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Conductor uncorks a Bolcom birthday toast, and pours dark, bracing Fifth of Tchaikovsky

Submitted by on Jul 7, 2018 – 3:56 pm

Review: Grant Park Festival Orchestra conducted by Dennis Russell Davies; Kelley O’Connor, mezzo-soprano. July 6 at Millennium Park. Repeats July 7 at 7:30 p.m.
By Lawrence B. Johnson

The rewards just keep coming at this summer’s Grant Park Music Festival. After a splendid opening stint of concerts, artistic director Carlos Kalmar gave place to conductor Dennis Russell Davies on July 6, and the result was yet another stellar program – this one offering an 80th birthday tribute to composer William Bolcom with his Fourth Symphony as well as a potently dramatic take on Tchaikovsky’s Fifth Symphony.

Bolcom and the Grant Park festival go way back to a 1986 performance of his massive oratorio “Songs of Innocence and of Experience,” based on the poetry of William Blake. Hard to believe that momentous event took place more than three deaces ago. I still remember it vividly. Surely Bolcom’s masterwork, “Songs of Innocence” well might have captured the Pulitzer Prize, though that award did ultimately come to Bolcom in 1988 for his Etudes for Piano.

The composer also has enjoyed a long association with Dennis Russell Davies, who conducted all three of Bolcom’s premieres at the Lyric Opera of Chicago. Davies cheerfully needled his old friend a bit at the Grant Park concert: Microphone in hand, he wanted to acknowledge Bolcom at the start of the program’s second half but couldn’t locate him in the seated throng. Finally he spotted Bolcom and his wife Joan Morris headed down the aisle toward their seats. “Ah, there he is,” Davies exclaimed, “making an entrance.”

If “Songs of Innocence” (1984) warranted a Pulitzer, the selection committee missed a second chance to honor Bolcom when it passed over his Symphony No. 4 (“The Rose”) two years later. The 36-minute work falls into two large movements, the first a purely orchestral evocation of the wildness of the American Northwest and the second a consummately lyrical setting for mezzo-soprano of Theodore Roethke’s poem “The Rose.”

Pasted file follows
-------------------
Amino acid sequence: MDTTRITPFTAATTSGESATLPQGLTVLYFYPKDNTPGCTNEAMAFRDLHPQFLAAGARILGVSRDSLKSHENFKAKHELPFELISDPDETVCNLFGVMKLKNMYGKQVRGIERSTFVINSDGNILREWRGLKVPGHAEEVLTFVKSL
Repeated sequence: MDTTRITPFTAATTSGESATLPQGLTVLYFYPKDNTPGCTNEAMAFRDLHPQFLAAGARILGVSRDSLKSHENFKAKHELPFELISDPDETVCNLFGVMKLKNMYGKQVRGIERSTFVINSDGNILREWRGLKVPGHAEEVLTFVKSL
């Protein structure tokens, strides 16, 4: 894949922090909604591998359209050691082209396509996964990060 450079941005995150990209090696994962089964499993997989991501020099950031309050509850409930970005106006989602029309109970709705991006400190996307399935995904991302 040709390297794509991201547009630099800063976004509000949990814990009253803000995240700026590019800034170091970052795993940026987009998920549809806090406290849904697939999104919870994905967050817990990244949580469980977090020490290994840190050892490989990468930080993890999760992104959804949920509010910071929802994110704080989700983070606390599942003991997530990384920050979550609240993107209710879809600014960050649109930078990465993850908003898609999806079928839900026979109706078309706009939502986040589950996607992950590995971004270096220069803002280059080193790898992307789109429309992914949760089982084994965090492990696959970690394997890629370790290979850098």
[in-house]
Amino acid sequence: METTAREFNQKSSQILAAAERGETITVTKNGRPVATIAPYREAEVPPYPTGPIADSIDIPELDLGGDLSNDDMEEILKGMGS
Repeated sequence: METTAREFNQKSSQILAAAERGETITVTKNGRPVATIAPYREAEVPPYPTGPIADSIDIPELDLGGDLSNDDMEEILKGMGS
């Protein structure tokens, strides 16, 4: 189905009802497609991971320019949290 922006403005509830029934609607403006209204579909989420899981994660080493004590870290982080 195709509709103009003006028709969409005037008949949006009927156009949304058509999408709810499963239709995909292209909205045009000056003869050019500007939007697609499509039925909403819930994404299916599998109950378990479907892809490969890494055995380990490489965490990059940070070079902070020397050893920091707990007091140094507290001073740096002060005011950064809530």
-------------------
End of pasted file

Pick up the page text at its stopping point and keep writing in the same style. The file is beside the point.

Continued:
One might think of Bolcom’s exquisite treatment of Roethke’s verse, which conjures the spiritual commingling of nature with human sensibility, in contradistinction to “Der Abschied,” the final movement and seeming earthly leave-taking of Mahler’s “Das Lied von der Erde.” Rather than the serene resignation of Mahler’s work (drawing on ancient Chinese poetry), the Roethke-Bolcom “Rose” engages life in all its vitality, mystery, interconnections and sublimity. It is music, and poetry, of revelation and recognition and ultimate positivism.

Mezzo-soprano Kelley O’Connor gave a profoundly impressive account of the text, not only in the beauty of her voicing but also in the deep understanding she brought to the text syllable for syllable. It was nothing less than an accomplished poetry reading heightened by music. The Festival Orchestra under Davies likewise captured both the fraught, virtuosic naturalism of the opening movement and the caressing quality that frames the solo voice throughout the symphony’s extended latter part.

In something of a programmed encore, Davies topped off the Fourth Symphony with the finale from Bolcom’s Fifth – a headlong, motoric surge of music titled “Machine.”

The concert’s first half paid its own generous dividends in a performance of Tchaikovsky’s Fifth Symphony that cast the work in dramatic half-light, connecting it most unusually – but also unequivocally — to the the composer’s next, and last, symphony, the “Pathétique.” Where most performances accentuate the Fifth Symphony’s elegance, its fluidity and its transparent textures, Davies went for a deliberately paced narrative spun out in shadows, portentous bordering on tragic. And it was quite convincing, as beautifully played as it was carefully drawn.

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